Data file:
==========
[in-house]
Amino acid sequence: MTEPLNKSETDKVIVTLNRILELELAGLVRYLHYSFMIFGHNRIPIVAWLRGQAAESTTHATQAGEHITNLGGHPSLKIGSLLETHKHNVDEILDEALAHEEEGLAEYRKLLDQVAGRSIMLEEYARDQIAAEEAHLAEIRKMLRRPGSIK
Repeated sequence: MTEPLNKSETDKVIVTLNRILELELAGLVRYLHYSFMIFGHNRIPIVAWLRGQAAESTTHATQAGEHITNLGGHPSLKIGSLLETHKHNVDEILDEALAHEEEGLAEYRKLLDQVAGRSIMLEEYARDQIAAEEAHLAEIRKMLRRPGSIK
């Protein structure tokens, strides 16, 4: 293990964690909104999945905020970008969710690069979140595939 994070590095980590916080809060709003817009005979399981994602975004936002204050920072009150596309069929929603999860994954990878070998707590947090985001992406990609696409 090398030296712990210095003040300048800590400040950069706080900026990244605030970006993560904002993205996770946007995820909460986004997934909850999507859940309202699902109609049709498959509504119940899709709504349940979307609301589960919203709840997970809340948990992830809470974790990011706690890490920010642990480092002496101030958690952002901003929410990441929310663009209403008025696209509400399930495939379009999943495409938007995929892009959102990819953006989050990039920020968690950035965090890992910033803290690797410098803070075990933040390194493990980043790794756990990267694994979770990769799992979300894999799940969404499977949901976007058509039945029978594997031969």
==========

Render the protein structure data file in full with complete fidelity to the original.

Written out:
[in-house]
Amino acid sequence: MTEPLNKSETDKVIVTLNRILELELAGLVRYLHYSFMIFGHNRIPIVAWLRGQAAESTTHATQAGEHITNLGGHPSLKIGSLLETHKHNVDEILDEALAHEEEGLAEYRKLLDQVAGRSIMLEEYARDQIAAEEAHLAEIRKMLRRPGSIK
Repeated sequence: MTEPLNKSETDKVIVTLNRILELELAGLVRYLHYSFMIFGHNRIPIVAWLRGQAAESTTHATQAGEHITNLGGHPSLKIGSLLETHKHNVDEILDEALAHEEEGLAEYRKLLDQVAGRSIMLEEYARDQIAAEEAHLAEIRKMLRRPGSIK
């Protein structure tokens, strides 16, 4: 293990964690909104999945905020970008969710690069979140595939 994070590095980590916080809060709003817009005979399981994602975004936002204050920072009150596309069929929603999860994954990878070998707590947090985001992406990609696409 090398030296712990210095003040300048800590400040950069706080900026990244605030970006993560904002993205996770946007995820909460986004997934909850999507859940309202699902109609049709498959509504119940899709709504349940979307609301589960919203709840997970809340948990992830809470974790990011706690890490920010642990480092002496101030958690952002901003929410990441929310663009209403008025696209509400399930495939379009999943495409938007995929892009959102990819953006989050990039920020968690950035965090890992910033803290690797410098803070075990933040390194493990980043790794756990990267694994979770990769799992979300894999799940969404499977949901976007058509039945029978594997031969």